In his position as the only artist to have consistently played Slam Dunk year after year, Berkley, CA’s MC Lars has built himself a die-hard Slam Dunk fan base. And they were out in force to party with the master of lit-hop at the Uprawr stage. Lars made up for the lack of space on the stage itself by bouncing precariously but joyfully on the front of stage monitors for the entirety of his back catalogue spanning set. Highlights included Lars being joined on stage by a comical Raven puppet during old favourite ‘Mr Raven’ before skanking bodies filled the tiny onstage space, leaving Lars to ecstatically crowdsurf around the room during a highly enjoyable set closing performance of ‘This Gigantic Robot Kills’. (4/5)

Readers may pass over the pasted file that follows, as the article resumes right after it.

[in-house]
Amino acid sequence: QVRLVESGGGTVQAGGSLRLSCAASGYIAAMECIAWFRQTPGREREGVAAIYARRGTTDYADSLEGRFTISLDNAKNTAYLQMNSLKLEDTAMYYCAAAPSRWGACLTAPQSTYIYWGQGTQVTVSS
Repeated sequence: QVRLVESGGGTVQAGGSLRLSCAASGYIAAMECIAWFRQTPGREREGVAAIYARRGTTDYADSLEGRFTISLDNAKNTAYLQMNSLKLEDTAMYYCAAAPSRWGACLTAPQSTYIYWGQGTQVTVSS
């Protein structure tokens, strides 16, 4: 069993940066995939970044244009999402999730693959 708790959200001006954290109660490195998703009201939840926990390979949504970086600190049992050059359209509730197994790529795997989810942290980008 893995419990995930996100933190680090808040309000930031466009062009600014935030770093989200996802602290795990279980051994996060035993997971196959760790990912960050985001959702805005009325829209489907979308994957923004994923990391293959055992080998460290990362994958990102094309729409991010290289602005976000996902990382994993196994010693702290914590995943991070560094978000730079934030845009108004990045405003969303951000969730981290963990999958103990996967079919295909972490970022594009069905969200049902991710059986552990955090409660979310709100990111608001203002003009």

There are very few bands in the world that can lay claim to having even half as fun a live show as Californian pop-punk meets hip-hop heroes Zebrahead. In a room so busy you were lucky to be able to properly see the stage, Matty Lewis and Ali Tabatabaee’s undeniable chemistry and sophomoric banter kept the hilarity flowing throughout. While the sight of the band’s ‘German’ on stage guests chugging bear in lederhosen provided one of the days stranger spectacles, hits like ‘Anthem’, ‘Postcards From Hell’ and ‘Hello Tomorrow’ saw wall to wall bouncing and dancing. (4.5/5)